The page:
Google, which acquired the rights to create an online library in 2008 as the outcome of a lawsuit against them for copyright infringement at the cost of $125 Million, is being taken on by the Open Book Alliance. Google aims to use the rights to create an online Book Rights Registry
Although it is not yet official, Microsoft and Yahoo have confirmed, and Amazon is also expected, to join the OBA which is headed by the Internet Archive, a non-profit free online library and a vocal opponent of the bill. The library would allow authors to register works with Google who would receive 30% of the profits from sales with the remaining 70% going to the authors. Google would also gain the right to works with unknown rights-holders. The deadline for comments is Sept. 4th. The class-action suit will be reviewed by a New York judge in October.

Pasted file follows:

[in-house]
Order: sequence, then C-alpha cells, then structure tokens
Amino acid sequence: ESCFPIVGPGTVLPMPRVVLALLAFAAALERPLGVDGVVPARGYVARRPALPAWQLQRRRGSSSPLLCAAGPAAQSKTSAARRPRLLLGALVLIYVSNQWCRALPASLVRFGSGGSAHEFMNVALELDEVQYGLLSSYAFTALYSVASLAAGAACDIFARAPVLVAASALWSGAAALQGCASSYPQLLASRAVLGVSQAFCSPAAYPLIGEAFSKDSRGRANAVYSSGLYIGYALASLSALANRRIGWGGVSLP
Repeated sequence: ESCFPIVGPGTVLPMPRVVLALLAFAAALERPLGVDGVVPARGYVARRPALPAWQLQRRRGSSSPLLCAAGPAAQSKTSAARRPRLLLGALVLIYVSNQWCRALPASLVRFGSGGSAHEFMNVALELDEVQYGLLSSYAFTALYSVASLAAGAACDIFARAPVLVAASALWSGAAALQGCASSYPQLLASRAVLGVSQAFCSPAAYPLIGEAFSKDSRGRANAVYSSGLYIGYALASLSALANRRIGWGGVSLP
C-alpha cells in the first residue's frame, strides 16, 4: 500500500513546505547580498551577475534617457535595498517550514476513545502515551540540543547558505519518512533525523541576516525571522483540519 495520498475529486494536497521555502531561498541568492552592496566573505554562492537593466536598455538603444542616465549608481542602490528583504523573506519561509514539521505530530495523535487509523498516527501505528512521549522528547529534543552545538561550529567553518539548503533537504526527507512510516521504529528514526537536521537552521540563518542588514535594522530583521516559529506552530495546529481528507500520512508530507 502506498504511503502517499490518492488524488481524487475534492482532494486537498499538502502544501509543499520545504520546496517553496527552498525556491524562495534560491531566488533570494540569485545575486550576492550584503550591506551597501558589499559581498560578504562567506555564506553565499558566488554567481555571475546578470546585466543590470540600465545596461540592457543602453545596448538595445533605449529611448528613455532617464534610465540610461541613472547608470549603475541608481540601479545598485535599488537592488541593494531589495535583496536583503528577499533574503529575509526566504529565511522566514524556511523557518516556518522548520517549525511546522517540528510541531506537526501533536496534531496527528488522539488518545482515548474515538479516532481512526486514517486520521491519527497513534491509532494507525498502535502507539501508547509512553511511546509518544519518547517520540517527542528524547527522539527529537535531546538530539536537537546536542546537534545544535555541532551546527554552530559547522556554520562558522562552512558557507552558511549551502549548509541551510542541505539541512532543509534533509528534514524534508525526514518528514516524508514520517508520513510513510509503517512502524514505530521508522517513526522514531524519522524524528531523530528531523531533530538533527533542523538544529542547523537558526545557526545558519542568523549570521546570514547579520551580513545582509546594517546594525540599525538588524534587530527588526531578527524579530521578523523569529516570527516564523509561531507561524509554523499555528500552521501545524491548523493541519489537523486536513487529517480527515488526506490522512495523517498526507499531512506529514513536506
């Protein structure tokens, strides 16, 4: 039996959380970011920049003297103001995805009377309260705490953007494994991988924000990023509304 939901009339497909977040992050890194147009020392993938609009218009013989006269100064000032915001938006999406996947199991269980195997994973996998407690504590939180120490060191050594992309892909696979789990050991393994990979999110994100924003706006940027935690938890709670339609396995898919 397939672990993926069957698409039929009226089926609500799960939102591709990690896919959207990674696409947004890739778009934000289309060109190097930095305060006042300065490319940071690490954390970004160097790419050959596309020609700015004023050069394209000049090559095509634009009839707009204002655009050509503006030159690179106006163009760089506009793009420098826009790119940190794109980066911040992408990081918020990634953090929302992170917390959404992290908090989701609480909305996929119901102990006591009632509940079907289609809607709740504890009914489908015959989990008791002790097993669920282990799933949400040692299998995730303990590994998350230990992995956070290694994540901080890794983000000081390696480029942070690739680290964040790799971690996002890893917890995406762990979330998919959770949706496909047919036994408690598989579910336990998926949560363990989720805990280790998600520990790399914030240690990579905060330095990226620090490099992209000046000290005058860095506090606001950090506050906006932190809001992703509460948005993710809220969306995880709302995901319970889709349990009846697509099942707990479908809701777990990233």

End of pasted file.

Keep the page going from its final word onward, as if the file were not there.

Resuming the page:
Brewster Kahle founder of Internet Archive commented, “Google is trying to monopolize the library system …If this deal goes ahead, they’re making a real shot at being ‘the’ library and the only library.”
Critics of the proposal are focused on the issue of the amount of trust placed in Google’s hands if the library proceeds as planned. The Consumer Watchdog advocacy group in conjunction with both The Electronic Frontier Foundation and the ACLU of Northern CA wrote to Google asking them to, “assure Americans that Google will maintain the security and freedom that library patrons have long had: to read and learn about anything… without worrying that someone is looking over their shoulder or could retrace their steps”
Google said in a statement, “The Google Books settlement is injecting more competition into the digital books space, so it’s understandable why our competitors might fight hard to prevent more competition.”